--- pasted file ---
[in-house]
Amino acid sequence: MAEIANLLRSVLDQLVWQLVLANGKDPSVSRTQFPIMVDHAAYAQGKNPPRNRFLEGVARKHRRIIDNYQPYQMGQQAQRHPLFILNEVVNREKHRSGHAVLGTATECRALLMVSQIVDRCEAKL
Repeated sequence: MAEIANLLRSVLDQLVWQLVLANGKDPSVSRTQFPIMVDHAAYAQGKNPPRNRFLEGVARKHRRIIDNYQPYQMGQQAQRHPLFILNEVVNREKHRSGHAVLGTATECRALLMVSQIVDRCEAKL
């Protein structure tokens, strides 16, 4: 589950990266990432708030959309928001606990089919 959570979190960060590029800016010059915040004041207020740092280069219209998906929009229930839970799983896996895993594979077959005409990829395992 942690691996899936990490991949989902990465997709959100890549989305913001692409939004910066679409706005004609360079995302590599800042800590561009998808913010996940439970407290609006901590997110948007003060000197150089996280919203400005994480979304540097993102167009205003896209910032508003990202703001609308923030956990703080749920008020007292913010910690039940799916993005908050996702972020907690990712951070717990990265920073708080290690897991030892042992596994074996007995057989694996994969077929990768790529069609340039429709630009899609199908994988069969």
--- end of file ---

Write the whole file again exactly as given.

[in-house]
Amino acid sequence: MAEIANLLRSVLDQLVWQLVLANGKDPSVSRTQFPIMVDHAAYAQGKNPPRNRFLEGVARKHRRIIDNYQPYQMGQQAQRHPLFILNEVVNREKHRSGHAVLGTATECRALLMVSQIVDRCEAKL
Repeated sequence: MAEIANLLRSVLDQLVWQLVLANGKDPSVSRTQFPIMVDHAAYAQGKNPPRNRFLEGVARKHRRIIDNYQPYQMGQQAQRHPLFILNEVVNREKHRSGHAVLGTATECRALLMVSQIVDRCEAKL
């Protein structure tokens, strides 16, 4: 589950990266990432708030959309928001606990089919 959570979190960060590029800016010059915040004041207020740092280069219209998906929009229930839970799983896996895993594979077959005409990829395992 942690691996899936990490991949989902990465997709959100890549989305913001692409939004910066679409706005004609360079995302590599800042800590561009998808913010996940439970407290609006901590997110948007003060000197150089996280919203400005994480979304540097993102167009205003896209910032508003990202703001609308923030956990703080749920008020007292913010910690039940799916993005908050996702972020907690990712951070717990990265920073708080290690897991030892042992596994074996007995057989694996994969077929990768790529069609340039429709630009899609199908994988069969």